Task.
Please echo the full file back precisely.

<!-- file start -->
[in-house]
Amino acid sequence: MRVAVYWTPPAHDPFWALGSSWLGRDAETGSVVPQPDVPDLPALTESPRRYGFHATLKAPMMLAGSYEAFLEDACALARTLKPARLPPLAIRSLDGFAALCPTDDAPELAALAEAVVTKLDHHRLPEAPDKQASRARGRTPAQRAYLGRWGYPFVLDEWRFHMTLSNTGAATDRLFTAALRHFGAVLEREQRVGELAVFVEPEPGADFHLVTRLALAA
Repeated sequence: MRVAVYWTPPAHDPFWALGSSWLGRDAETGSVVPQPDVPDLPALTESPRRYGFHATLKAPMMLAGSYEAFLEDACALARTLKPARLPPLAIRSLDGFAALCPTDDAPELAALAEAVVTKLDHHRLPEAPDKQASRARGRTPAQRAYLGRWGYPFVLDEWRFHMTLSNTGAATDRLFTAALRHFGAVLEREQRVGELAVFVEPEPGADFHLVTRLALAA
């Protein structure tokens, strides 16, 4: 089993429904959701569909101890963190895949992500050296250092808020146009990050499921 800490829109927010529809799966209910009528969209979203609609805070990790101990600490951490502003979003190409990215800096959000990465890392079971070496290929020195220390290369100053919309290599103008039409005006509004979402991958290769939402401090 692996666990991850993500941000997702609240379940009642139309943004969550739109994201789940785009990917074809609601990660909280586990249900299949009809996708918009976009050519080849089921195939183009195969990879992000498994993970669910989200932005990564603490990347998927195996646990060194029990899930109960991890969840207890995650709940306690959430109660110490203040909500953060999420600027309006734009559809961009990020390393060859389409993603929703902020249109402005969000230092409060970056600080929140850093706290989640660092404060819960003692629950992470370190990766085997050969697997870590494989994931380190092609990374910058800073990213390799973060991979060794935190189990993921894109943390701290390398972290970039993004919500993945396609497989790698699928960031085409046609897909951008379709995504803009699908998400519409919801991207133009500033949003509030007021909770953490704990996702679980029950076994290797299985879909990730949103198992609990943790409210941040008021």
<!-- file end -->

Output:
[in-house]
Amino acid sequence: MRVAVYWTPPAHDPFWALGSSWLGRDAETGSVVPQPDVPDLPALTESPRRYGFHATLKAPMMLAGSYEAFLEDACALARTLKPARLPPLAIRSLDGFAALCPTDDAPELAALAEAVVTKLDHHRLPEAPDKQASRARGRTPAQRAYLGRWGYPFVLDEWRFHMTLSNTGAATDRLFTAALRHFGAVLEREQRVGELAVFVEPEPGADFHLVTRLALAA
Repeated sequence: MRVAVYWTPPAHDPFWALGSSWLGRDAETGSVVPQPDVPDLPALTESPRRYGFHATLKAPMMLAGSYEAFLEDACALARTLKPARLPPLAIRSLDGFAALCPTDDAPELAALAEAVVTKLDHHRLPEAPDKQASRARGRTPAQRAYLGRWGYPFVLDEWRFHMTLSNTGAATDRLFTAALRHFGAVLEREQRVGELAVFVEPEPGADFHLVTRLALAA
């Protein structure tokens, strides 16, 4: 089993429904959701569909101890963190895949992500050296250092808020146009990050499921 800490829109927010529809799966209910009528969209979203609609805070990790101990600490951490502003979003190409990215800096959000990465890392079971070496290929020195220390290369100053919309290599103008039409005006509004979402991958290769939402401090 692996666990991850993500941000997702609240379940009642139309943004969550739109994201789940785009990917074809609601990660909280586990249900299949009809996708918009976009050519080849089921195939183009195969990879992000498994993970669910989200932005990564603490990347998927195996646990060194029990899930109960991890969840207890995650709940306690959430109660110490203040909500953060999420600027309006734009559809961009990020390393060859389409993603929703902020249109402005969000230092409060970056600080929140850093706290989640660092404060819960003692629950992470370190990766085997050969697997870590494989994931380190092609990374910058800073990213390799973060991979060794935190189990993921894109943390701290390398972290970039993004919500993945396609497989790698699928960031085409046609897909951008379709995504803009699908998400519409919801991207133009500033949003509030007021909770953490704990996702679980029950076994290797299985879909990730949103198992609990943790409210941040008021």